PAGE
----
@IPNAME (and more)

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Using @IPNAME on my internet address ...

v:\> echo %_ip

v:\> echo %@ipname[]
That's a meaningless and useless (doesn't work with Winsock functions) combination of my computer's "given" name and LocalAreaConnection2's "Primary and connection-specific DNS suffixes".

Once upon a time (pre-W2K?), gethostbyaddr() (and related functions) would cause a DNS lookup and give the actual internet name of my computer, but no longer. According to a seemingly knowledgeable gent in microsoft.public.win32.programmer.network the computer's public address is considered local and you cannot get gethostbyaddr(), WSAAsyncGetHostByAddr(), or getnameinfo() to do a real lookup. All three functions give the same bogus name.

Recommend, for W2K and later:

#define IsRoutable(X,Y) \
    (!(X==10 || (X==192 && Y==168) || (X==172 && (Y&240)==16) || (X==169 && Y==254) ))

    /* do the lookup for routable IP */
    CHAR szNameBuf[32];
    /* address in already in network order */
    /* backwards, e.g., jpsoft:  ""
    wsprintf(szNameBuf, "%s.in-addr.arpa", inet_ntoa(address));
    PDNS_RECORD pDnsRecord;

    DNS_STATUS dnsResult = DnsQuery(szNameBuf, DNS_TYPE_PTR, 
            | DNS_QUERY_NO_NETBT
            | DNS_QUERY_WIRE_ONLY,
            &pDnsRecord, NULL);

    if ( dnsResult == NO_ERROR  )
        wsprintf(szName, "%s", pDnsRecord->Data.PTR.pNameHost);
        DnsRecordListFree(pDnsRecord, DnsFreeRecordListDeep);
I have more robust code that does GetBestInterface() and creates a list of DNS servers to give DnsQuery() (instead of NULL) but, at least on XP, that seems to be DnsQuery()'s default behavior.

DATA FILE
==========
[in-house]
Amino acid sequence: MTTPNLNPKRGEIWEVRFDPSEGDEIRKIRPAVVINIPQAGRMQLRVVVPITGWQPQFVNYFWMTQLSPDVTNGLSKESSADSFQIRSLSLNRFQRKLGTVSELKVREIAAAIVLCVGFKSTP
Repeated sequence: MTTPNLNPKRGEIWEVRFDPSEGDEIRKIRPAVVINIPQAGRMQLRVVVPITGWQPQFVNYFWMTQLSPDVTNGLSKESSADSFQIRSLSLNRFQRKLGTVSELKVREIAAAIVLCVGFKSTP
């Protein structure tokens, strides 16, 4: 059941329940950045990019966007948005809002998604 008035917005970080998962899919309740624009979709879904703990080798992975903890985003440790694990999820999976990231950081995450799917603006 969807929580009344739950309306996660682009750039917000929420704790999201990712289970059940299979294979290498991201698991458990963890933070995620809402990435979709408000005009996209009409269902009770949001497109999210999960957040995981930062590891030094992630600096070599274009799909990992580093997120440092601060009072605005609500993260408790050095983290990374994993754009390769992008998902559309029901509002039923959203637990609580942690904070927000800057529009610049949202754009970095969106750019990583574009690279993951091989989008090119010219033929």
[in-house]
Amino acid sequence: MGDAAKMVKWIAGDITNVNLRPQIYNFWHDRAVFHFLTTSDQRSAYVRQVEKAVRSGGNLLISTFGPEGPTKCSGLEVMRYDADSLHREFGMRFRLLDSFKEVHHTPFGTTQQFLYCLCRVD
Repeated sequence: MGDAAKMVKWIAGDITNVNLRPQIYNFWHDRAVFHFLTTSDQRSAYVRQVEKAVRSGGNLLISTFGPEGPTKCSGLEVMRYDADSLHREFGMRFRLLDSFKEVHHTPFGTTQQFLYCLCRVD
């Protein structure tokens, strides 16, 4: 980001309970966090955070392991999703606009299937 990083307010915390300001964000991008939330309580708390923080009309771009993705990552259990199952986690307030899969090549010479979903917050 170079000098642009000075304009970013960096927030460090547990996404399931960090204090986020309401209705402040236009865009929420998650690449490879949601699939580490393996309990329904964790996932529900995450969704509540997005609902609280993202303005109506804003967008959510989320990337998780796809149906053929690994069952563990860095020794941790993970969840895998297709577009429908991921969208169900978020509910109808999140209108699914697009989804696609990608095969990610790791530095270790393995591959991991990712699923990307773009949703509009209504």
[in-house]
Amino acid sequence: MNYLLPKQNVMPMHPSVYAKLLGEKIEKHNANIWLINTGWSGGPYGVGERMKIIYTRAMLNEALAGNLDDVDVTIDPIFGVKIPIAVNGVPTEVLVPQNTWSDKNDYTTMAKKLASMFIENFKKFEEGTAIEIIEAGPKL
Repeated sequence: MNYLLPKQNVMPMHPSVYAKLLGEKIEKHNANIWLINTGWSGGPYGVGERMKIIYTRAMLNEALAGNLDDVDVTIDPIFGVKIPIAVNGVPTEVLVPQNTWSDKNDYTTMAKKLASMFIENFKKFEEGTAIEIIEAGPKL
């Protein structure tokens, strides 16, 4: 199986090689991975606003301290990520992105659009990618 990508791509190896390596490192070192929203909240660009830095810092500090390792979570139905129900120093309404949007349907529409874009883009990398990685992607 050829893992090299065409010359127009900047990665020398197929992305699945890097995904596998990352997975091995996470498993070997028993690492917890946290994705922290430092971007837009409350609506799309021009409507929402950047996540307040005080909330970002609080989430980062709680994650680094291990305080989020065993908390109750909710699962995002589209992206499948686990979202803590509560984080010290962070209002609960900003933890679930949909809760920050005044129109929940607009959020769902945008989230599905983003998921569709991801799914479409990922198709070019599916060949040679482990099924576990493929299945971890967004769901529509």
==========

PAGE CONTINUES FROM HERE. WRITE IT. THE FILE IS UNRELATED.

To be continued.
(Chapter 2)

When I use SENDMAIL ...

Connection from, Sat Jun 20 12:27:40 2009
MAIL FROM: <vefatica@vefatica.net>
RCPT TO:<vefatica@lucky.syr.edu>
DATA - 7 lines, 177 bytes.
1 sec. elapsed, connection closed Sat Jun 20 12:27:41 2009
(1) the RSET is unnecessary and looks suspiciously like something a spammer would do.

(2) the EHLO (HELO) name, "ZZ", is not a very good internet name and I think an SMTP client should strive to provide a valid lookup-able name. My server, perhaps others, discriminate on that name. If my IP were not exempt from transaction-level filtering, that log would have looked like this:

Connection from, Sat Jun 20 12:27:40 2009
554 Not authorized
1 sec. elapsed, connection closed Sat Jun 20 12:27:41 2009
If you're in control, I'd recommend using a real name (from DnsQuery()). If you're not in control you might mention this to IPWORKS.